In other languages this is impossible, for instance in Jamaican, where the complementizer se does not co-occur with se ‘say’ and piik ‘speak’, but with all other verbs of speaking Jamaican (Farquharson 2013), like taak ‘talk’ in (7):
Only five languages have a complementizer which consists of the verb ‘say’ in combination with some additional marker (value 2): Berbice Dutch (bifi dati ‘say comp’), Seychelles Creoles (poudir ‘for.say’), Sri Lanka Portuguese (falaa-tu ‘say-PFV’), Yimas-Arafundi Pidgin (maria-k ‘say-IRR’), and Angolar (fala ma ‘say comp’).
In addition to the verb fala ‘say’, Angolar uses the usual complementizer for object clauses ma. This construction (besides the construction with bare ‘say’) is only used when the recipient of the verb of speaking, here m ‘to me’, is expressed (Maurer 2013a).
Value 3 subsumes languages in which the complementizer is not synchronically related to ‘say’ even though there may be a diachronic link. Only five languages have this as their only complementizer strategy, whereas 38 languages share this option with another one. Here, we find complementizers going back to the various European lexifiers, e.g., ki, ke, que, dat, complementizers/quotatives like nde in Kikongo-Kituba (see ex. 10), but also new compound complementizers like Tok Pisin olsem (< all the same) as in (11):
(Smith & Siegel 2013) note that "in rapid speech the complementizer olsem may be reduced to a form which fortuitously is identical to se". But se is not the lexeme for ‘say, talk’ in Tok Pisin (which is toktok) and therefore should not be interpreted as a serial verb.
61 APiCS languages (14 of them exclusively) show no complementizer or linking element between the verb of speaking and the text of the reported speech (value 4). This strategy is not restricted to any area or lexifier, but, remarkably, 7 out of the 14 exclusively zero-marking languages are pidgins.
Besides the specific value distribution in the APiCS languages, it is interesting to note that only 25 languages show just one value, but all other languages have two, three or even all four values at their disposal. With an average of 1.82 value choices (close to two different options per language on average) this feature has the highest number of different values per language.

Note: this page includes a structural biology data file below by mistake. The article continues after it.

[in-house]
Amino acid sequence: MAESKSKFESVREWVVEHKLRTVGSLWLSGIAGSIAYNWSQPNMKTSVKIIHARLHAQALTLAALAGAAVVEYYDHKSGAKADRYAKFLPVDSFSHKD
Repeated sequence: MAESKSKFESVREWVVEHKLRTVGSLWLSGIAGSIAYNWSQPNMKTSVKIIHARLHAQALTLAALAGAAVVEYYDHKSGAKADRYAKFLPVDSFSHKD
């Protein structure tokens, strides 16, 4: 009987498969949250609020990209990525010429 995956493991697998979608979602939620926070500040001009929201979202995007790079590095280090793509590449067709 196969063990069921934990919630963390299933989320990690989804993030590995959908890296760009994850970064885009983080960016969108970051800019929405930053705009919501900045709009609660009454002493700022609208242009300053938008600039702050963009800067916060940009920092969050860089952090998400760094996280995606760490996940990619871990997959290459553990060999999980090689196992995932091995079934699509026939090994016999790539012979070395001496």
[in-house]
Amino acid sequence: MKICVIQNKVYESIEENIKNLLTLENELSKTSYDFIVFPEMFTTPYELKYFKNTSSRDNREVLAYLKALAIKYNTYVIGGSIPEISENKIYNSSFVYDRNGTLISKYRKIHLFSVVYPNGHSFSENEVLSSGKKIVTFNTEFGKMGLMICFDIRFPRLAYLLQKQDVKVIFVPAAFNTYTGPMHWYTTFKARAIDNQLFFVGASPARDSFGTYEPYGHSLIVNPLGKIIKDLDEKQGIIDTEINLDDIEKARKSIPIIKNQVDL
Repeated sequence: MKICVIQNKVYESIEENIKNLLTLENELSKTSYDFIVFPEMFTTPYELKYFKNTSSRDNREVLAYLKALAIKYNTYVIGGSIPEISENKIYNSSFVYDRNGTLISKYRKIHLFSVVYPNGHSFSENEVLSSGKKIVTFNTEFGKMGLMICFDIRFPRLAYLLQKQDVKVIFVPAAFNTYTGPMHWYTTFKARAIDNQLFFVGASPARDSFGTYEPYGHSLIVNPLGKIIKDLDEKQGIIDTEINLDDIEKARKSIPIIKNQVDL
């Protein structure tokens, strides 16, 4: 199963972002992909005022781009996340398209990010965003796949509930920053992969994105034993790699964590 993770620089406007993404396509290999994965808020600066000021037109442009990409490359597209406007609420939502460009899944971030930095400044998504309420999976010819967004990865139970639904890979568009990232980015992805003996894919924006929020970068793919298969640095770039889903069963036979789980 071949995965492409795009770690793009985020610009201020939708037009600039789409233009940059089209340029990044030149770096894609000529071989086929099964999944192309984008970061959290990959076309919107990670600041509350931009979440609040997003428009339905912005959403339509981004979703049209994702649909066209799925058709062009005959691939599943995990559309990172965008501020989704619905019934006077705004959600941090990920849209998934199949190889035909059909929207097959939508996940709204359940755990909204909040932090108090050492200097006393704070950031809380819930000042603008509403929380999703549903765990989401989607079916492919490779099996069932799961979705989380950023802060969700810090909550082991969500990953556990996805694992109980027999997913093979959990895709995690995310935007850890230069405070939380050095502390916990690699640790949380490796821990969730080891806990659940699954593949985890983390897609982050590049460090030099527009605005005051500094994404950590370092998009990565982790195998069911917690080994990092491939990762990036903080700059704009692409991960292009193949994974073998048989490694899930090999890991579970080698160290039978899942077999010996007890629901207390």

Bare ‘say’ constructions are almost exclusively concentrated in Africa and the Atlantic creoles. As has been extensively discussed (e.g. Lord 1993: 151ff, Boretzky 1983: 176ff, Holm 1988: 185ff, Parkvall 2000: 64ff), these ‘say’ constructions have clear counterparts in the African substrate languages. But we also find some languages in India and Southeast Asia, with Bislama as an outlier. As (Southeast) Asian languages also show bare ‘say’ constructions in complementizer function (e.g. Lord 1993: 207ff., Bisang 1992: 398f.) we can invoke substrate/adstrate influence here, too.
A final puzzling point: In this feature we see a striking difference between English- and French-based creoles. No single French-based creole shows a bare ‘say’ serial. We have no explanation for this, but there are other features where French-based and English-based creoles differ in a surprising way (e.g. Chapter 71 on noun phrase conjunction and comitative, and Chapter 112 on ‘hand’ and ‘arm’).